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Wildest Dream: The Biography of George Mallory
     

Wildest Dream: The Biography of George Mallory

by Peter Gillman, Gillman, Leni Gillman (Joint Author)
 

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The discovery of George Mallory's body high on Everest on May 1, 1999, stunned the world. Yet behind the headlines, investigative journalists Peter and Leni Gillman sensed there was far more to the story than whether Mallory had reached the top. How did Mallory reconcile his love for his wife and children with his dream of summitting Everest? Why did he make his final

Overview

The discovery of George Mallory's body high on Everest on May 1, 1999, stunned the world. Yet behind the headlines, investigative journalists Peter and Leni Gillman sensed there was far more to the story than whether Mallory had reached the top. How did Mallory reconcile his love for his wife and children with his dream of summitting Everest? Why did he make his final attempt when he knew the odds were stacked against him? The Wildest Dream is an intimate portrait of a man torn between competing desires and the fatal choice he ultimately made.

Drawing on newly discovered documents and letters and aided by members of Mallory's family, the Gillmans reveal him as a versatile, complex, questing figure, who relished new experiences and took them to the limit. He was a socialist, an early campaigner for women's rights, and a clergyman's son who became an agnostic. A teacher and a writer, Mallory espoused the new movements in literature and the arts and consorted with London's avant-garde Bloomsbury set. He fell passionately in love with Ruth Turner, marrying her on the eve of the First World War. They had to endure the anguish of separation when he fought on the Western Front and suffered it again as Everest -- forbidding, remote, "the wildest dream" -- kept luring him back. The Wildest Dream bares the heart and soul of the man behind the myth.

Editorial Reviews

Outside Magazine
Much has been written about Mallory's mysterious end, but this graceful, meticulous biography should revive appreciation for his achievement as a philosopher of mountaineering, the man who wrote of one Alpine summit, Have we vanquished an enemy? None but ourselves.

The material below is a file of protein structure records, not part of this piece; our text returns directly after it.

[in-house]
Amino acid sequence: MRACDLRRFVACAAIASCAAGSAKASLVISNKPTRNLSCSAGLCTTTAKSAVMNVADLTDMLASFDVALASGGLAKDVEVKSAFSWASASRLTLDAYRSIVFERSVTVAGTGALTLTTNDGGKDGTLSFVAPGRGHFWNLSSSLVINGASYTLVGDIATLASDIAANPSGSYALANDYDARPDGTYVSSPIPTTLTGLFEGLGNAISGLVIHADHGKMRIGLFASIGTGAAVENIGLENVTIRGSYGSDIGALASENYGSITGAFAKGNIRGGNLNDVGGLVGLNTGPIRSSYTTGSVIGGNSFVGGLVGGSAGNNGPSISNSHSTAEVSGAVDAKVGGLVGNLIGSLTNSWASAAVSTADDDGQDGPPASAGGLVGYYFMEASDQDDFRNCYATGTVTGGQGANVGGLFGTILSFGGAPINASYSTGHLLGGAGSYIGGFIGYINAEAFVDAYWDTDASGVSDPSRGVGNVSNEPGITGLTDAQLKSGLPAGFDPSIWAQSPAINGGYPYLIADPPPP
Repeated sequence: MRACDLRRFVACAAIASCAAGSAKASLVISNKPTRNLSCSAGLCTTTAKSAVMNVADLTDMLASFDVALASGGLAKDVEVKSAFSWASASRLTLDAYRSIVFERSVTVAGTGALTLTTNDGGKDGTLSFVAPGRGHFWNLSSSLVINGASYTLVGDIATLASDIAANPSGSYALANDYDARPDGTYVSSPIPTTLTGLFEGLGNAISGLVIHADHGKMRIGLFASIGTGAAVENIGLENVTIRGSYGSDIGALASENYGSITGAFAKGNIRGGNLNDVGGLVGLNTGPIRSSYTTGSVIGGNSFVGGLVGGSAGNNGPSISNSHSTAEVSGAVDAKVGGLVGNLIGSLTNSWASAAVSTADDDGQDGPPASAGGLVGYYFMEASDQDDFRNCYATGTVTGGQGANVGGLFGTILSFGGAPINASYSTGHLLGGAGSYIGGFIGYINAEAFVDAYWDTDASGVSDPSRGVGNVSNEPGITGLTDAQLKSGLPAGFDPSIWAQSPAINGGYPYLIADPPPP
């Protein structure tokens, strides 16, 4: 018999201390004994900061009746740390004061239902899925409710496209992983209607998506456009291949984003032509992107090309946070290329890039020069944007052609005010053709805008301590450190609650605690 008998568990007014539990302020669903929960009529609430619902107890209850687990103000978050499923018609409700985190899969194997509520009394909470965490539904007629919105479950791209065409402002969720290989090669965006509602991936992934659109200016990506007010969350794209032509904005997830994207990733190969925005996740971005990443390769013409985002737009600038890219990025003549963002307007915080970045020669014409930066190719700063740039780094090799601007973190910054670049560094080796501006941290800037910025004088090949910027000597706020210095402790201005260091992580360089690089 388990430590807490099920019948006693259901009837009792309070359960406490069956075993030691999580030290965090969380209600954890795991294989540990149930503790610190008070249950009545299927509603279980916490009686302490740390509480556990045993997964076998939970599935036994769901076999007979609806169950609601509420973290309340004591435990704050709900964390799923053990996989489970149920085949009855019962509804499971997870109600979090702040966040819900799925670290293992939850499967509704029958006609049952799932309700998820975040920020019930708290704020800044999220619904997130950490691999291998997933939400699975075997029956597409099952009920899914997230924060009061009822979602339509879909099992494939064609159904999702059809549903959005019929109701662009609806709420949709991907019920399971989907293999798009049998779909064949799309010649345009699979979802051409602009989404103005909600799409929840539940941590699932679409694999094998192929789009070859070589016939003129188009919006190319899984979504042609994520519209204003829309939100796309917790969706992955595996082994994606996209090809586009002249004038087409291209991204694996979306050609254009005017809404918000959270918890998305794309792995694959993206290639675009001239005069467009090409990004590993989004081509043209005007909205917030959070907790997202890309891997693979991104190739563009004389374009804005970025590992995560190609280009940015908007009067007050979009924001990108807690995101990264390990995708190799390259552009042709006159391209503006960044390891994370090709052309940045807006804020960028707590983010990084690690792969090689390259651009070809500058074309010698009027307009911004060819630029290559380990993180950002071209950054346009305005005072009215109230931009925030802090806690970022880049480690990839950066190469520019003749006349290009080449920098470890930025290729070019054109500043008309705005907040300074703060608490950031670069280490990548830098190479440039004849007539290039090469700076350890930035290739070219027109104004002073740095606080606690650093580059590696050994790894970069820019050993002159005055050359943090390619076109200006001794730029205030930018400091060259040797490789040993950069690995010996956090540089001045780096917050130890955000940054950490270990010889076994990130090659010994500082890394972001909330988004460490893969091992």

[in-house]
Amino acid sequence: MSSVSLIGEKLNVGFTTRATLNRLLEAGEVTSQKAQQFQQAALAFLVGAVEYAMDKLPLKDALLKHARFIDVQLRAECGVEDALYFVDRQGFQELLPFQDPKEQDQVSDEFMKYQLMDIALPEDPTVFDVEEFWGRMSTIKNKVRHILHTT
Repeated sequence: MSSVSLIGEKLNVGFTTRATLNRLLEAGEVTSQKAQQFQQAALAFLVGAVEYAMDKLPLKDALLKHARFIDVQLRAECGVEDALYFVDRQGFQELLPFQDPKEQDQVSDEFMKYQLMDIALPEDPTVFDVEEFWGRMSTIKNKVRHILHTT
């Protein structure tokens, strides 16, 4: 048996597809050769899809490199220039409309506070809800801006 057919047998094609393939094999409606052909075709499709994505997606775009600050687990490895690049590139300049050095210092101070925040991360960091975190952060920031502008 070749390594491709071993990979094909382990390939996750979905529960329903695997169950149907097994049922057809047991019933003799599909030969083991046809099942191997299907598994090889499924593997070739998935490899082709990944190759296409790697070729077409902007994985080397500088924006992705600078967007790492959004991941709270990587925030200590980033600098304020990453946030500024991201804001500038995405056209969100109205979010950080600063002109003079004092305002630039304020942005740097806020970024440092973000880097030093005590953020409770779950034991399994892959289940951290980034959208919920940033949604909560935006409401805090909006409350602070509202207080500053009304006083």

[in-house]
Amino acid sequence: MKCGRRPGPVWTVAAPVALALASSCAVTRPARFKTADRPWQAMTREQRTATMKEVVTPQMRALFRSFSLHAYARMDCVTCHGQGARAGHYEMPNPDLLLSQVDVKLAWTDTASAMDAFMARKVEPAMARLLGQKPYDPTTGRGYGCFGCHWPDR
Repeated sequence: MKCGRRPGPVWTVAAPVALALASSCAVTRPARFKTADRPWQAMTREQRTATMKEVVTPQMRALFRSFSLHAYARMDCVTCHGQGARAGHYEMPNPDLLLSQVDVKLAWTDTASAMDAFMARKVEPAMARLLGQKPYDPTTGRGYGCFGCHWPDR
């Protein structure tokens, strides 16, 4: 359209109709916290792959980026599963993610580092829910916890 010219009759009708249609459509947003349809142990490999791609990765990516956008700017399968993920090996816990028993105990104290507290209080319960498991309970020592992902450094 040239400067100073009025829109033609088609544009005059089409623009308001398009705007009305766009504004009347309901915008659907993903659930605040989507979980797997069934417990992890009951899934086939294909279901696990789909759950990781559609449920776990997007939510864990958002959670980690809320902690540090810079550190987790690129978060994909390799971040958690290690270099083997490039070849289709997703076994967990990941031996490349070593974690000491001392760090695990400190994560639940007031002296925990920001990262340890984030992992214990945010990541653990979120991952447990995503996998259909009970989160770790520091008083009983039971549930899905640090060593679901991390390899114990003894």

Publishers Weekly - Publisher's Weekly
Why did George Mallory, his 1924 expedition in treacherous straits, nevertheless make a last-ditch attempt to go for the summit of Mt. Everest--a decision that cost the lives of this seasoned climber and his young climbing partner, Andrew Irvine? To the Gillmans, British journalists and mountaineers who together retraced Mallory's 1921 reconnaissance expedition, the answer is plain: he hoped to resolve the conflict at the core of his marriage, to obviate the need for further expeditions and further separations from his beloved wife, Ruth. This vivid, illustrated biography is both a moving tribute to Mallory and a fresh reappraisal of the man and the legends surrounding him. While the authors take no position on whether or not Mallory and Irvine reached Everest's acme--a controversy intensified by the discovery of Mallory's body in 1999--they provide a useful summary of the ongoing debate. Drawing liberally on letters between Mallory and his wife, the Gillmans chart the highs and lows of a marriage strained by his periodic absences. While mountain climbing was for decades an imperialist's sport, Mallory did not fit the mold. A rector's son, he became a Fabian socialist and agnostic at Cambridge, making friends with poet Rupert Brooke, Robert Graves and Bloomsbury painter Duncan Grant, and indulging in a brief homosexual affair. Mallory's literary output includes a study of Boswell and an intense love sonnet to fianc e Ruth. Among the spate of recent books on Mallory's Everest expeditions, this biography stands out for its well-rounded, sensitive portrait of a restless, thoughtful adventurer. Photos. (Sept.) Copyright 2000 Cahners Business Information.|
Booknews
Investigative reporter Peter and outdoor writer Leni, husband and wife, journeyed through Tibet, retracing the steps of Mallory's 1921 Everest reconnaissance expedition. They draw also on newly discovered letters and documents, and reminiscences of his children to explore the youthful radical socialist and teacher of Robert Graves, his entanglements with the Bloomsbury set, his homosexual infatuation,. and other aspects. They reveal the true identity of Stella, the mysterious women whose letter was in his pocket when his body was found high on Everest in May 1999. No one knows whether he made it to the top in 1924. Annotation c. Book News, Inc., Portland, OR (booknews.com)

Product Details

ISBN-13:
9780898867510
Publisher:
Mountaineers Books, The
Publication date:
09/28/2001
Pages:
240
Sales rank:
893,302
Product dimensions:
6.05(w) x 9.01(h) x 0.82(d)

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